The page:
Maritime News

Shipbreaking dangers for South Asia

20 January 2012

Ships sent from Europe to be broken up on South Asian beaches continue to pose a human rights and environmental threat, according to the Shipbreaking Platform, a coalition of human rights, labour rights and environmental organisations. The Platform reports that European companies continue to dump end-of-life ships in South Asia, despite the European Waste Shipment Regulation, which prohibits European Union member states from exporting hazardous wastes.

The organisation says that breaking yards on the beaches of Bangladesh, India and Pakistan do not enforce environmental and labour laws, "exposing some of the poorest communities to extremely dangerous working conditions and severe pollution".

In 2011, more than 200 ships were sent from Europe to be broken up in South Asia, with the top countries being Greece (100 ships), Norway (24), UK (13), Netherlands (12) and Germany (11).

Shipbreaking Platform also exposes the involvement of ships registered under flags of convenience (FOC) in this trade, accounting for almost two-thirds of flags. The top seven were: Panama (55 times),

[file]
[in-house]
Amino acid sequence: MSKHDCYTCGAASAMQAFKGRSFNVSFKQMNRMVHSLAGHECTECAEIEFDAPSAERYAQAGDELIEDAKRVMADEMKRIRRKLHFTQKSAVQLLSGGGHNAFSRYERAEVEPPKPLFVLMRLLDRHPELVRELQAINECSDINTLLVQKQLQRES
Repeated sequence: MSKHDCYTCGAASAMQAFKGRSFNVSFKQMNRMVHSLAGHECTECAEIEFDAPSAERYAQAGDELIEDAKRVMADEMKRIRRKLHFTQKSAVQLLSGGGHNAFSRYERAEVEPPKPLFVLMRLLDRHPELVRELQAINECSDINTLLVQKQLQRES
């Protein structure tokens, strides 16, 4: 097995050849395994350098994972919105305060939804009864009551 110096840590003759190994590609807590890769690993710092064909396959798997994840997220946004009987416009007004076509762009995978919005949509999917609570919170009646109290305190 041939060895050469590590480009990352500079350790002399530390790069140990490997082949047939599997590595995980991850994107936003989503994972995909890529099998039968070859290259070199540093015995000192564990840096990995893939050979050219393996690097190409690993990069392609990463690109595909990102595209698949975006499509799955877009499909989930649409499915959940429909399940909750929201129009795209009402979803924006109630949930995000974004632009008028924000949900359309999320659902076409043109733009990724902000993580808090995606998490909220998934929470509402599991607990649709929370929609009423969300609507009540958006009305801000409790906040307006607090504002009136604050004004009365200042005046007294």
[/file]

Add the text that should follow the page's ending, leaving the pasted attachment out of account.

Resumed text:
Liberia (33), Bahamas and St Kitts-Nevis (12 times each), Comoros (11 times) and Marshall Islands and St Vincent and Grenadines (seven times each).

Shipbreaking Platform is calling on the European Commission to take action to address this issue, and works in coalition with organisations based in India, Bangladesh and Pakistan to campaign for a European policy to end the dumping of toxic waste from European ships in developing countries.





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